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Birmingham Tenants & Homeless Action Group - What we are doing

Birmingham Tenants & Homeless Action Group | 27.08.2012 16:15 | Free Spaces | Public sector cuts | Social Struggles | Birmingham

Birmingham faces a protracted housing crisis. A failing construction industry, recession, the depletion of the council housing stock, austerity and cuts to housing benefits are blighting lives across the city. City planners estimate Birmingham is currently short of 11,000[1] affordable homes but this is set to rise to 70,000 short by 2026[2]. We have taken over this abandoned council owned house which we wish to become the first of a new stock of homes in Birmingham. We plan on making this property liveable and handing it on to a homeless victim of the governments and councils uncaring incompetence. We will then defend this property and its resident; we will take the council to court if they apply for an eviction. In court we will demand that the council take over operation of the house, add it to their council housing stock and allow its resident to stay. If this fails we will peacefully resist any bailiffs should they be sent to evict the resident. The scale of the crisis The housing crisis hitting Birmingham is twofold.

Firstly there is the crisis that is already upon us, visible across the city. Birmingham has the highest rate of homelessness in the country, and the surrounding west Midlands area has the highest rate of any region outside London[3]. Homeless charities in Birmingham have been hit hard and a recent study discovered that homelessness in Birmingham has increased by 25% since 2009. A direct correlation with the 29% cut on the modest spending on homelessness from £7.8m to £5.5m[4]. Those visibly homeless on the streets of Birmingham are merely the tip of the iceberg. The institute of housing reported in January that over 11,000 families in Birmingham are at risk of being unable to afford their homes once housing benefit cuts started to bite. Furthermore in July this year the government declared that many of Birmingham’s families would lose around 20% of their council tax relief. This will add between £200-£500 pounds to many household expenses[5]

Secondly, if the city is going to able to deal with projected population growth the city will need 70,000 new homes by 2026[2]. However, due to the collapse of the construction industry and investors morbidly afraid of another collapse in the housing market, housing construction is at the lowest rate in decades.

Council’s vague plans- “something, something, private sector, something” The Labour Party, currently in power in Birmingham, recognise this crisis and promise to “deal with it”…. But it’s not clear exactly how they plan to do this (Labour Party Local Election Manifesto, PDF, page 13)[2]. Their vague three point plan seems to include references to working with the “private sector”, perhaps more discredited private finance initiatives or selling off council owned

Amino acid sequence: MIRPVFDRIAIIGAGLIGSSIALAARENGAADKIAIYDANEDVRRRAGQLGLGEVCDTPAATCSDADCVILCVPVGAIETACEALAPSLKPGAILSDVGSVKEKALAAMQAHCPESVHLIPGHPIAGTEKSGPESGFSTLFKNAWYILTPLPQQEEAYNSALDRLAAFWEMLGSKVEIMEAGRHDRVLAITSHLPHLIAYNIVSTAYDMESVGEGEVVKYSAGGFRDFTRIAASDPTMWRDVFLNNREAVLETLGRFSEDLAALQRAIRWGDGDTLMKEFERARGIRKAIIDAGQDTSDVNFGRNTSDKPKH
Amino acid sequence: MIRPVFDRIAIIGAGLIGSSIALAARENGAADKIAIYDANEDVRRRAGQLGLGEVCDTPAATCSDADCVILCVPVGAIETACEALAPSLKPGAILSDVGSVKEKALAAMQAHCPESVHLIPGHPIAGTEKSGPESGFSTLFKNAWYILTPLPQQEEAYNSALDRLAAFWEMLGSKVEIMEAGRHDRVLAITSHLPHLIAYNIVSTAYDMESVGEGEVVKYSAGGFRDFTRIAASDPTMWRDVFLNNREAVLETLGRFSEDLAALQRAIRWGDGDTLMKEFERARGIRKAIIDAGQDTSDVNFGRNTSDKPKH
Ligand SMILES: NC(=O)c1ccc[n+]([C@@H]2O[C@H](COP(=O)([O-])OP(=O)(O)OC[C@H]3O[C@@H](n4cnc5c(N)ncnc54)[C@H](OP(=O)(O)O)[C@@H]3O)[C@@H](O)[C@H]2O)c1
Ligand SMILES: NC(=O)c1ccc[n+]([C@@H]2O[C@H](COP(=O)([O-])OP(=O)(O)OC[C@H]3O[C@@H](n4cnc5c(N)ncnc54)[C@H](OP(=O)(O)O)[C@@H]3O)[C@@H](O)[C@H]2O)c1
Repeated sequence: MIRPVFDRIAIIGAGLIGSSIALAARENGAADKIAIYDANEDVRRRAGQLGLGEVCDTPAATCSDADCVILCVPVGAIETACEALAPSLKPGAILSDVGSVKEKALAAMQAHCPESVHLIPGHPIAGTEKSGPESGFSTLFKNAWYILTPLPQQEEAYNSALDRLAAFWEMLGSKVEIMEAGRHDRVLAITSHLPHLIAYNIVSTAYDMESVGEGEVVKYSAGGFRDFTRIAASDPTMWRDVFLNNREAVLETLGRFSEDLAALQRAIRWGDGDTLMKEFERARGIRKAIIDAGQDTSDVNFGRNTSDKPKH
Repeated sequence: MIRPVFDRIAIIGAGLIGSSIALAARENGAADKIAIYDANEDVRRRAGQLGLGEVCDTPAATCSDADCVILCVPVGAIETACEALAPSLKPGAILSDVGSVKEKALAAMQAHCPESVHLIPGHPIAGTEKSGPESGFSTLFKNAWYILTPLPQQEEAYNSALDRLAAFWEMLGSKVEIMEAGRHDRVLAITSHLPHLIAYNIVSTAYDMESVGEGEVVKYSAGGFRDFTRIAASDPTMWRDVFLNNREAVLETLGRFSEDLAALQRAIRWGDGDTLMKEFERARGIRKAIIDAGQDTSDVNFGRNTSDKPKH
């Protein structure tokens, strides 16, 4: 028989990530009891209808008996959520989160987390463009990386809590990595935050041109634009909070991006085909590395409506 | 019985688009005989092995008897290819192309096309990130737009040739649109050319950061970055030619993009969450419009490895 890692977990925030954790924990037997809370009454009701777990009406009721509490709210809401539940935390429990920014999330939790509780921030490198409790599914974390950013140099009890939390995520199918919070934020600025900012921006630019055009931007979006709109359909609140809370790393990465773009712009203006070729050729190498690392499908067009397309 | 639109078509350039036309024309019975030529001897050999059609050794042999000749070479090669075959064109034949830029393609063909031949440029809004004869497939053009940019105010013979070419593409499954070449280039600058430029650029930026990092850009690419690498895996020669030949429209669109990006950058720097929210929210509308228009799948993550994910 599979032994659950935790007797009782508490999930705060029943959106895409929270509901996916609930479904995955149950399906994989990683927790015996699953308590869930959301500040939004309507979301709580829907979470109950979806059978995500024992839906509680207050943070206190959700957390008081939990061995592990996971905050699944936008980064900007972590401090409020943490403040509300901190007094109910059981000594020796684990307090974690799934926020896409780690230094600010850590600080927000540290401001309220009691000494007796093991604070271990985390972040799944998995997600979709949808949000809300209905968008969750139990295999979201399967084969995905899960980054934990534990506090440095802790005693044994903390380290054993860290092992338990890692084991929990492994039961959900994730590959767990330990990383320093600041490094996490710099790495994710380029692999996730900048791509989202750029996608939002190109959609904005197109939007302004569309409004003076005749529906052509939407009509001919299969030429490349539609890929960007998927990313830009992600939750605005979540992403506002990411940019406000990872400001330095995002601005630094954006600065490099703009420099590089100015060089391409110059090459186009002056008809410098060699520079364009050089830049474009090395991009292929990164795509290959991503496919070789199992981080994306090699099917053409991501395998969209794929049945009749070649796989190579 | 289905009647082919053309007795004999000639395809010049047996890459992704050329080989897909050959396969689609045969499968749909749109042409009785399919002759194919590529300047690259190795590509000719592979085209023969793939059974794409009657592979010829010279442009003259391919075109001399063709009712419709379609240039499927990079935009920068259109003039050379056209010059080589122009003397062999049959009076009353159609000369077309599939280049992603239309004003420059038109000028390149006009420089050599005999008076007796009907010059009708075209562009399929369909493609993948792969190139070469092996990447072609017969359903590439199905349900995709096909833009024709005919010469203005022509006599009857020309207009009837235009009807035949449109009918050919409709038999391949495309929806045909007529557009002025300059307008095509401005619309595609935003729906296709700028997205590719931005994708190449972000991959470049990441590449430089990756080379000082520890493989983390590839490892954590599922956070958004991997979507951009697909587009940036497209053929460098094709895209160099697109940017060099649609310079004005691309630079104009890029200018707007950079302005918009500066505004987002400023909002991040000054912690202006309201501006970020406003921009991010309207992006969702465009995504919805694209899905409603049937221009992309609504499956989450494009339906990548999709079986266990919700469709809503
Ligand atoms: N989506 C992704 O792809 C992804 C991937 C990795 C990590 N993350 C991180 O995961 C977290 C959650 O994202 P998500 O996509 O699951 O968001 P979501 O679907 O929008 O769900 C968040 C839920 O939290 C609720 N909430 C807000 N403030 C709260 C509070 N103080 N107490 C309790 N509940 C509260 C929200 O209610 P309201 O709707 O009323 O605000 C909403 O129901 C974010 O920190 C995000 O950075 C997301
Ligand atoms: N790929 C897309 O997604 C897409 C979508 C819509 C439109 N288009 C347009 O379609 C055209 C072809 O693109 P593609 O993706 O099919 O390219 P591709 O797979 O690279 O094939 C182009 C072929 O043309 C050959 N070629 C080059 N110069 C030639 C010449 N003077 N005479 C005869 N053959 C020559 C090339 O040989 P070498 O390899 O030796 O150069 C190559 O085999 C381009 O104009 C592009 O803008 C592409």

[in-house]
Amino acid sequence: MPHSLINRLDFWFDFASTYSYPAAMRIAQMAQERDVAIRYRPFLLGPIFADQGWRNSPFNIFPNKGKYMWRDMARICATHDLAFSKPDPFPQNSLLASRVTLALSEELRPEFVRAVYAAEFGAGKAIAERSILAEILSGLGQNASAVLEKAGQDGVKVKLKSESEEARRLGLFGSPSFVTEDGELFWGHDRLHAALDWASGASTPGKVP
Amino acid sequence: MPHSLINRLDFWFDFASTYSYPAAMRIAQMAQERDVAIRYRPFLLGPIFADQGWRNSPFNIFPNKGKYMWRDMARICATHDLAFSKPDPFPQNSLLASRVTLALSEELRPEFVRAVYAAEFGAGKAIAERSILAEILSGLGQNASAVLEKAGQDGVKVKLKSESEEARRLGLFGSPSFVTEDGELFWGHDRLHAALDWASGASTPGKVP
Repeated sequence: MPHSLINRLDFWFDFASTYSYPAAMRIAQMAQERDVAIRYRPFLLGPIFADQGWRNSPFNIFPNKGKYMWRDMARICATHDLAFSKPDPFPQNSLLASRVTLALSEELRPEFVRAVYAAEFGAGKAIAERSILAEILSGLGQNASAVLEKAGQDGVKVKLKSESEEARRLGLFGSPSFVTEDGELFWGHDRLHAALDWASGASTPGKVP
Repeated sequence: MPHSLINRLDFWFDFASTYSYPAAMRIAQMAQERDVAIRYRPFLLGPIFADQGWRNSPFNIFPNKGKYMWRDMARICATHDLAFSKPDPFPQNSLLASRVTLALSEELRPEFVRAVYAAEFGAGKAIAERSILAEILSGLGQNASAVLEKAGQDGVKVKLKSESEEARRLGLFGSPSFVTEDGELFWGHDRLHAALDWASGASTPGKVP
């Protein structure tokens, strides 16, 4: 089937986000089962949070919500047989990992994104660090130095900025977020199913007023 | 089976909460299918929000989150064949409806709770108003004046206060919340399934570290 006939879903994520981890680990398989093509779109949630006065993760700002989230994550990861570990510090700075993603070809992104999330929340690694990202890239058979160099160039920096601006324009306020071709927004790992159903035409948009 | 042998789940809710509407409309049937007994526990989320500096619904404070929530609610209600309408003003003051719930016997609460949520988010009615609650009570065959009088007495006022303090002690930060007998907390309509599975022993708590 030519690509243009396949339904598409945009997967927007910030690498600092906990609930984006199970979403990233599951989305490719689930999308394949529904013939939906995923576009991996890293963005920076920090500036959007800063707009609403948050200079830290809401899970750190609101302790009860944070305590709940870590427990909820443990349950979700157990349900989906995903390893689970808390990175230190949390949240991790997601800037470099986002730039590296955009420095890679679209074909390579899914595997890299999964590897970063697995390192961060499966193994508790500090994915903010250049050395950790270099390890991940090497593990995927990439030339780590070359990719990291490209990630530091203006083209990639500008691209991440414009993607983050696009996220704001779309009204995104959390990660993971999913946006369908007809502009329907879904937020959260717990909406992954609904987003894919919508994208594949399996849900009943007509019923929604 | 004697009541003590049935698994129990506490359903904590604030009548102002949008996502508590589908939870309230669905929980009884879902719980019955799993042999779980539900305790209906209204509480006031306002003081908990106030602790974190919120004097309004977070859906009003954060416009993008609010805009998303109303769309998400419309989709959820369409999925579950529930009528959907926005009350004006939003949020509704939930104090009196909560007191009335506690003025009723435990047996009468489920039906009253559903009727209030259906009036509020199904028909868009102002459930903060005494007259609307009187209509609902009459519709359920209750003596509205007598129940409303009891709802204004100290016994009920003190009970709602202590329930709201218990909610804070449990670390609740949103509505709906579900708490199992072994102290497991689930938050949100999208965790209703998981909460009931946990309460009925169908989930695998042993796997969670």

land at knock down prices to the private sector in the hope they might do something with it. Labour’s vague three point plan includes:-

Labour Council will establish new Birmingham housing partnerships with partners in the housing association, private and public sectors to ensure that much of the council’s own land-bank is used for housing-led regeneration, building homes to buy and rent
Labour’s new housing partnerships will have a more dynamic and strategic role than existing city housing partnerships
We will require a radical and innovative approach, including working with private developers to build social housing for rent, as well as helping people to buy, including
initiatives like shared equity schemes

What needs to be done

The scale of the problem is huge it will take serious and concerted action and investment to meet housing needs. Relying on the private sector is not a “radical and innovative” plan of action. The private sector is shrinking and investors are nervous especially about the housing market. Only serious investment by the government could produce confidence in the private sector. Further than that the government, are the only viable sources of money for long term investment of this scale as they can borrow at far lower rates than the private sector. The government can borrow at about 0.5%[6] almost nothing and considering on average a Birmingham council house makes £4107 in profit per annum for the council. Loans to fund new houses be that new builds or bringing empty houses back into use could turn a serious profit to invest in other badly needed services.

There are over 11,000 empty homes in Birmingham 2.8% of the entire property stock and even more abandoned land. The council has the power to seize abandoned houses and put them back into use as low cost social housing. The problem is large but not insurmountable. The council and the state are equipped with the powers and resources, they are simply
unwilling to take action. We are not helpless, we know our areas well. Why bide
our time waiting for oversubscribed council homes? Abandoned properties going to waste should be seized by communities and put back to use. This is property one, we are putting it back to use and we will fight for it to be kept in use. If you are homeless, in a hostel or stuck on a friends couch join us. We will help you seize property two, three and four and we will defend it together with you.


2. (page 16 - housing)





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